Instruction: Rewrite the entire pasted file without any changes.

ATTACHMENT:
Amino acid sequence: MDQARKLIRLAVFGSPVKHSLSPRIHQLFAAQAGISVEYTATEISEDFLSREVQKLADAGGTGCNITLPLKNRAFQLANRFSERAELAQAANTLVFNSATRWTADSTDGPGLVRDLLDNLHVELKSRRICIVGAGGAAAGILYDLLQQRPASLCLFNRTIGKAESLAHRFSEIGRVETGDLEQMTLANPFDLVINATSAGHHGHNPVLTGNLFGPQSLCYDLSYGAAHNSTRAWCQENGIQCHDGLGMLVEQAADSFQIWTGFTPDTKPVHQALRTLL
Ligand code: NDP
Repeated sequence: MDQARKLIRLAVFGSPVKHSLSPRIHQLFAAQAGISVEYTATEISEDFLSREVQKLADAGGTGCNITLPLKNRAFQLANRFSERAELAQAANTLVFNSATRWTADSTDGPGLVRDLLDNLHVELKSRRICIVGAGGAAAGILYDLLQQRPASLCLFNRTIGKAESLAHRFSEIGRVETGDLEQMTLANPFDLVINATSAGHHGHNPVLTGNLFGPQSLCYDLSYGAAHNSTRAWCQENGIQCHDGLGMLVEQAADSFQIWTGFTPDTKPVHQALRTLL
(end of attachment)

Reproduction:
Amino acid sequence: MDQARKLIRLAVFGSPVKHSLSPRIHQLFAAQAGISVEYTATEISEDFLSREVQKLADAGGTGCNITLPLKNRAFQLANRFSERAELAQAANTLVFNSATRWTADSTDGPGLVRDLLDNLHVELKSRRICIVGAGGAAAGILYDLLQQRPASLCLFNRTIGKAESLAHRFSEIGRVETGDLEQMTLANPFDLVINATSAGHHGHNPVLTGNLFGPQSLCYDLSYGAAHNSTRAWCQENGIQCHDGLGMLVEQAADSFQIWTGFTPDTKPVHQALRTLL
Ligand code: NDP
Repeated sequence: MDQARKLIRLAVFGSPVKHSLSPRIHQLFAAQAGISVEYTATEISEDFLSREVQKLADAGGTGCNITLPLKNRAFQLANRFSERAELAQAANTLVFNSATRWTADSTDGPGLVRDLLDNLHVELKSRRICIVGAGGAAAGILYDLLQQRPASLCLFNRTIGKAESLAHRFSEIGRVETGDLEQMTLANPFDLVINATSAGHHGHNPVLTGNLFGPQSLCYDLSYGAAHNSTRAWCQENGIQCHDGLGMLVEQAADSFQIWTGFTPDTKPVHQALRTLL